The Yankees will enter the 2013 season without an offensive-minded catcher for the first time in about 17 years. The departure of Russell Martin has left much to be desired offensively from the current crop of backstops, mainly Francisco Cervelli – who figures to be the starter – and likely backup Chris Stewart. The situation this year is very similar to what happened in 1996.
Mike Stanley, who had been a fan favorite with the Yankees for four seasons, signed with the Boston Red Sox on November 1, 1995. He had just come off a season where he hit .268 with 18 home runs and 83 RBIs. His best year came in ’93 with New York, when he hit .305 with 26 homers, 83 RBIs and had a .389 OBP.
Joe Girardi was acquired from the Colorado Rockies just 19 days after Stanley left. Mostly a part-time catcher at that point, Girardi was asked to take over the catching duties for the ’96 season. At the time he was obtained, he had a career average of .269 and had amassed 18 homers and 190 RBIs in seven seasons. In other words, Girardi wasn’t half the offensive player Stanley was. What did separate the two, however, was defense. Girardi was a defensive first catcher, who worked well with pitching staffs, while Stanley’s main attribute obviously was his bat (he struckout 106 times in 1995). Fans were upset that Stanley was let go; they couldn’t understand sacrificing offense for defense. Sound familiar yet?
Now, Girardi wasn’t seen as the catcher of the future back then. Waiting in the minor leagues was a guy by the name of Jorge Posada. Posada, who was drafted as a second baseman, was called up to the big leagues in 1995 (along with Derek Jeter) and appeared in one game. In 1996, Posada appeared in 8 games, and went 1-for-14 with six strikeouts. His game was viewed as being an offensive first kind of guy, but still could play adequate defense. Girardi went on to play in 124 games in 1996, hitting .294 with just 3 homers and 45 RBIs, while playing stellar behind the plate (.996 fld pct). The season ended with the Yankees’ first World Series Championship in 18 years.
In 1997, at the age of 25, Posada was deemed ready to take the next step. Girardi appeared in 12 less games than the season before, hitting .264 with a homer and 50 RBIs. In just 60 games, Posada went .250, 6 homers and 25 RBIs. Finally in 1998, the Yankees started to move Posada into the main catching role, as he played in 111 games to Girardi’s 78. In 2000, Girardi was gone to the Chicago Cubs, and Posada played in 151 games hitting .287 with 28 homers, 87 RBIs and a .993 fld pct., en route to a third straight championship. Posada threw out 33 percent of base-stealers that year; the league average was 30 percent.
Posada of course went on to be one of the greatest Yankees of all-time. His last year came in 2011, when he appeared at catcher in just one game, out of necessity. Russell Martin was the starter that year, and hit .237 with 18 homers and 65 RBIs, one of the better offensive outputs by a catcher in ’11.
Fast forward to now, and you see a very similar situation playing out. Cervelli, who will most likely be the starter, will be asked to take over for fan favorite Martin, who put up some impressive power numbers and had some big hits for the team over the past two years. Fans were upset by his departure to Pittsburgh, citing a severe lack in offensive production for the upcoming season; Cervelli’s game is based more on defense.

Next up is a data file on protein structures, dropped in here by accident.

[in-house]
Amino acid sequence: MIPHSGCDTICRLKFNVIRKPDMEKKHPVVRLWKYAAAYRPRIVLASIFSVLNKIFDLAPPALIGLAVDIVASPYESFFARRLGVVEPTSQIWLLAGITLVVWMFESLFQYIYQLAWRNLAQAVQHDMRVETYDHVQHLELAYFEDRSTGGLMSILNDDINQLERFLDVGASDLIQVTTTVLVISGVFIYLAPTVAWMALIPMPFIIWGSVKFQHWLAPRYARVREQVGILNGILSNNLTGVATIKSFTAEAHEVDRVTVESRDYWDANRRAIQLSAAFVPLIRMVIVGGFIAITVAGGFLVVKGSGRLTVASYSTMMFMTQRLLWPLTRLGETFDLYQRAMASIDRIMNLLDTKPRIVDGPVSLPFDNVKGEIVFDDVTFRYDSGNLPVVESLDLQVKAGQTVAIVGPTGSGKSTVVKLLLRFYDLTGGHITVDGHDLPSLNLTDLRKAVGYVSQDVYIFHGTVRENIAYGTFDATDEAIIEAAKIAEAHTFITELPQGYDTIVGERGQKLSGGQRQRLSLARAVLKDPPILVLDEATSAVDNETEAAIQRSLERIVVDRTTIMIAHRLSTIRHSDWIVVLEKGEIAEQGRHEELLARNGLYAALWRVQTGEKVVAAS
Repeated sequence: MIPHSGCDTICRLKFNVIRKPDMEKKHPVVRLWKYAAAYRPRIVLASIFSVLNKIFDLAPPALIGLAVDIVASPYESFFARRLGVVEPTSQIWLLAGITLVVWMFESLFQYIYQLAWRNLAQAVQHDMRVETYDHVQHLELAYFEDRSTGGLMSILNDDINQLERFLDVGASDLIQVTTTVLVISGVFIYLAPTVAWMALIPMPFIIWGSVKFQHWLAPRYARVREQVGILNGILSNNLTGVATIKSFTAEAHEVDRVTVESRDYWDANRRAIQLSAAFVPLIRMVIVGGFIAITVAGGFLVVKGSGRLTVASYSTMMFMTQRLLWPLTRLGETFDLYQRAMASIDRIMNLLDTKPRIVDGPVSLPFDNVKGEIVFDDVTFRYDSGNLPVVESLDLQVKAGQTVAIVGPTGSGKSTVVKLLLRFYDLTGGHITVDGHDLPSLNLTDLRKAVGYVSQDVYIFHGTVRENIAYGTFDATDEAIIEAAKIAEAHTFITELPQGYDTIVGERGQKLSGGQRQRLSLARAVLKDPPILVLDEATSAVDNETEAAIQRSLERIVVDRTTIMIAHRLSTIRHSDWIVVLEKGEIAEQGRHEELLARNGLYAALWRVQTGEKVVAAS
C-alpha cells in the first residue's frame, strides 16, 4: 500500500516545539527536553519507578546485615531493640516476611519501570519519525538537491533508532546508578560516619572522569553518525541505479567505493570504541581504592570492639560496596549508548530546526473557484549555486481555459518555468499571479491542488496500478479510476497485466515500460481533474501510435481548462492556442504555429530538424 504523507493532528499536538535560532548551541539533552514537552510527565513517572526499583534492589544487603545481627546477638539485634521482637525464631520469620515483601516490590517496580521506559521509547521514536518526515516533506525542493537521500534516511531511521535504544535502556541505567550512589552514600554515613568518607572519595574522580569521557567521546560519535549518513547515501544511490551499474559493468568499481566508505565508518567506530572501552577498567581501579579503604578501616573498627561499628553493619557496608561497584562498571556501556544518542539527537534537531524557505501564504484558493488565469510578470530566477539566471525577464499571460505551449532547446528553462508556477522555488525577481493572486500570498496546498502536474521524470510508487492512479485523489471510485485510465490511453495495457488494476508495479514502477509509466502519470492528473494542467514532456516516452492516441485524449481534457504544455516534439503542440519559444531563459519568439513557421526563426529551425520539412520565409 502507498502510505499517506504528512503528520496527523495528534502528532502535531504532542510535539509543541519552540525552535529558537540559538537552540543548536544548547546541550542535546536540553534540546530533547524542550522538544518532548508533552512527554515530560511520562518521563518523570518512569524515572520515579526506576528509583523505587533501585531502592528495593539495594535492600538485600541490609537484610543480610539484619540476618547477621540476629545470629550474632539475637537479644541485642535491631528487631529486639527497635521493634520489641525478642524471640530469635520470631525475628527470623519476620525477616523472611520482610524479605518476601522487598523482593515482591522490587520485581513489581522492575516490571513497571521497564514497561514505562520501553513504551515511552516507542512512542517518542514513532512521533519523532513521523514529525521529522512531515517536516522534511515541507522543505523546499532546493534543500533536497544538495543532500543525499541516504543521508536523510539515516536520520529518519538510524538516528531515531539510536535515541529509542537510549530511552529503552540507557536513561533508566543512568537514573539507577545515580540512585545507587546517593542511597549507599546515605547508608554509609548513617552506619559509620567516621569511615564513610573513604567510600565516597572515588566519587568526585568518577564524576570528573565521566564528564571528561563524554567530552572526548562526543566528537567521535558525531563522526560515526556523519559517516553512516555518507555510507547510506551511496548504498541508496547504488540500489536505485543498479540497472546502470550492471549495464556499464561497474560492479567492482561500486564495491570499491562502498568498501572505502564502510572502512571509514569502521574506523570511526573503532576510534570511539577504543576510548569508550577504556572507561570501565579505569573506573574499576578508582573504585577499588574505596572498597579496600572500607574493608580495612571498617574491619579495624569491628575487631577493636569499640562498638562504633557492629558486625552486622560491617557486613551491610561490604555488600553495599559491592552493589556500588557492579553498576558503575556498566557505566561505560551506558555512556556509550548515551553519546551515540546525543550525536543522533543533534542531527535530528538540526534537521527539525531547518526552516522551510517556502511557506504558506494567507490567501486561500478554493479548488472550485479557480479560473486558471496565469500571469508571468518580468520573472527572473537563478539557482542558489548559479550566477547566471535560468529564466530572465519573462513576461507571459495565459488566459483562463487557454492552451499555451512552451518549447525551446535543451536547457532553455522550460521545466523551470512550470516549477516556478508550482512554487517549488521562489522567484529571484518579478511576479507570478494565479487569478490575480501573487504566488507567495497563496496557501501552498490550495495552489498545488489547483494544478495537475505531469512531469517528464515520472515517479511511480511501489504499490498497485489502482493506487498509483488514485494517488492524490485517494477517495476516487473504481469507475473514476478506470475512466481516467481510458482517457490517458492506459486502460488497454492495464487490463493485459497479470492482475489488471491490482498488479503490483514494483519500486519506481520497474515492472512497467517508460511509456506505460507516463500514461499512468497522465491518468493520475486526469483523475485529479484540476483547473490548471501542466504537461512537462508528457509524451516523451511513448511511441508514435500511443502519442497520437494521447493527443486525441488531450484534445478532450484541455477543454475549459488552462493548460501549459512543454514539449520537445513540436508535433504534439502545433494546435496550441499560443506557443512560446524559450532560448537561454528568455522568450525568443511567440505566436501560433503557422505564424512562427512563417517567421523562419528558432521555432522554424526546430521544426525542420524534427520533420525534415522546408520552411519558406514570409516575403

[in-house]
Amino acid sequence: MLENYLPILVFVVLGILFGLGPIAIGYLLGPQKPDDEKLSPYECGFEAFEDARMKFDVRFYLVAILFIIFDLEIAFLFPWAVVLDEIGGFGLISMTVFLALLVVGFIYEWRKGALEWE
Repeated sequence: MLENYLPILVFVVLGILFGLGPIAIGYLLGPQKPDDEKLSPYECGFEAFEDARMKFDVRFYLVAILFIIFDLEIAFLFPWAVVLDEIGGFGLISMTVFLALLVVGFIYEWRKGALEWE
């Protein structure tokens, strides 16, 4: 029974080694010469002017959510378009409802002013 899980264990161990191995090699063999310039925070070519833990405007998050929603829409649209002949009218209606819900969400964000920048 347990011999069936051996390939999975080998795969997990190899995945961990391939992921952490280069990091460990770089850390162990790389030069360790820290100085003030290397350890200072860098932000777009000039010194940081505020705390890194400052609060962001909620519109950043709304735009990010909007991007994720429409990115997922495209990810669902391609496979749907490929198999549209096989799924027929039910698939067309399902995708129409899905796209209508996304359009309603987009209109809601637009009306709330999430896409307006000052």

However, Cervelli can hold his own with the bat. From 2009-11, he had an average of .275, 5 homers and 71 RBIs – very “Girardi-like.” In a recent story from the Daily News written by Mark Feinsand, Martin was quoted as saying about Cervelli and Stewart:
“Both those guys can catch. I like both of them. Defensively, both of those guys have a lot of upside. Offensively, they don’t have the most power in the world, but that’s not the most important part of the game. Taking care of the pitchers day-in and day-out is what matters the most. Ultimately, it’s what can get you to the playoffs. I think they’re going to do a fine job.”
Once more, the Yankees have a stud catching prospect waiting in the wings. Again, sound familiar?
Gary Sanchez, who is only 20 years old, figures to be a couple of seasons away from the Bronx. In 2011 for Class A Charleston, Sanchez hit 18 home runs and drove in 85 RBIs while hitting .290. He threw out 30 percent of baserunners, but his defensive skills still need refining.
By no means is Cervelli the catcher of the future. The Yankees are just buying time until the kids are ready, just like they did from ’96-’98 with Girardi and Posada. Also in the Yankees’ system are Austin Romine and J.R. Murphy. These guys are more far along defensively, but don’t compare with the bat to Sanchez.
If the Yankees can get decent numbers out of Cervelli and Stewart this season while getting very solid defense, the team will be quite alright. Now, I know the teams in the mid 90’s had other guys to make up for the lack of offense, but this year’s team – when healthy – is more than capable of doing the same thing. If history is any indication, the Yankees and their fans should have no worries about the catching position in the future.
It’s deja vu all over again, as a former Yankee catching legend once said.